Remote Data Recovery

When data is lost on a large scale, business owners and individual computer-users alike find themselves to be a bit overwhelmed. When a person doesn't really know much about computers or why this data loss happens, it can be even worse. After all, this feeling of not knowing can itself significantly enhance the stress of this problem. While there may be an initial feeling of powerlessness after a major data loss, the truth is that there are many things business and private users can do to restore lost data. Thankfully, these methods aren't all invasive or even that difficult to perform.

Remote Recovery Options

Thanks to high-speed Internet and various types of new software options, remote recovery is becoming something that more people can take advantage of. The name describes this type of data recovery very well, since the data is in fact being recovered remotely by a technician. When an Internet connection is fast and stable enough, a remote technician can be granted access to a client server to run diagnostics and recovery programs. This can be done without any need for a technician to be on site physically interacting with the host computer.

Despite the efficiency and usefulness of remote recovery, it is not an applicable form of data recovery in all situations. To be specific, this type of data recovery is best suited to non-extensive logical corruption of data. Extensive logical corruption could require the use of software programs that would require too much bandwidth to be efficiently run in a remote setting. Of course, physical hard drive damage will need to be managed by an onsite professional or a clean-room recovery service. This means that physical damage to a hard drive that results in data loss cannot be serviced by a remote technician.

How Remote Recovery Works

If a client loses data due to logical corruption of files on a hard drive, they contact a data recovery firm for assistance. After ascertaining what the extent of the damage is, the recovery firm will decide on the most appropriate course of action. If remote data recovery is selected, the client will have to give permission for the company to remotely access their hard drives via the Internet. This will almost always require the use of a hardwired high-speed Internet connection, since even the best wireless networks may not be able to support the speeds necessary to run the programs.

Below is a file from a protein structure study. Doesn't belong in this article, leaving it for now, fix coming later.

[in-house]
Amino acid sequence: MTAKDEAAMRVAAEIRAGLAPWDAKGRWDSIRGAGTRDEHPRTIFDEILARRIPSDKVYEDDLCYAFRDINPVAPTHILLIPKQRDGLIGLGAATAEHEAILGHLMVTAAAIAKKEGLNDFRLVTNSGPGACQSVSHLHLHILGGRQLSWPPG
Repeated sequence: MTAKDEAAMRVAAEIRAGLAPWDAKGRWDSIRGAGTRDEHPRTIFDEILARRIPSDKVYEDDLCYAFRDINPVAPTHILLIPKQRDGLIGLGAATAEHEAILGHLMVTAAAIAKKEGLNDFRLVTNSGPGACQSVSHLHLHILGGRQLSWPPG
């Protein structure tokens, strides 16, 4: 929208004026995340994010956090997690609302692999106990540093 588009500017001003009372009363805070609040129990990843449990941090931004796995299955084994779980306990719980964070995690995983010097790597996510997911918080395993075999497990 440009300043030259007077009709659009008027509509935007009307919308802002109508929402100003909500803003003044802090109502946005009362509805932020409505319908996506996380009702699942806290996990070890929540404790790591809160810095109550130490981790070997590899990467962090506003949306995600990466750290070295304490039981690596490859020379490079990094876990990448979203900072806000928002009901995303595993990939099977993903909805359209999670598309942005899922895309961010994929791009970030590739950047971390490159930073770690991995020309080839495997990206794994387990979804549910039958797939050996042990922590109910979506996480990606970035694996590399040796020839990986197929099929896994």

Once granted access to the hard drives of the client, the recovery firm will run various diagnostic checks and recovery programs. Thanks to this hard-wired connection, this remote process can be conducted exactly the same as if the technician were at the client's location. This has a number of benefits, but the two most commonly-cited benefits of remote data recovery are efficiency and cost. While there are a number of other benefits that can come with remote data recovery, these two benefits are far and away the most popular.

Remote data recovery is more efficient because clients don't have to give up an entire workstation to a technician for the day. When a whole workstation needs to be dedicated to this work, workplace efficiency is drastically reduced. Since this loss of data is itself something that leads to a major loss in efficiency, it just doesn't make sense to compound those problems by giving up a workstation for the day. Clients also don't have to worry about having someone in the office who doesn't fit in with the daily routine. Having contractors moving in and out of the office can have a definite impact on the mindset of employees during the course of a day.

Remote data recovery is also an excellent way to save money. The results of the remote recovery work will be identical to the results gained by having a physical technician on site. However, bringing a technician out to a physical location carries additional costs with it. After all, the cost of gas, vehicle use, travel time and everything else will be added to the final bill. With remote data recovery, these costs can be completely eliminated. This leaves nothing but the actual fee for the recovery work itself.

Remote Data Recovery is Useful

In the end, there is no one way to approach any data recovery problem. Even though there are many safeguards in place to protect client privacy, some people may simply be unwilling to give another company remote access to their hard drives. In the case of physical damage, remote data recovery isn't even an option to consider. No matter what, it's important to weigh the various pros and cons that come with each potential method of data recovery. For many people, remote data recovery is an excellent way to save money and get the recovery results they so desperately need.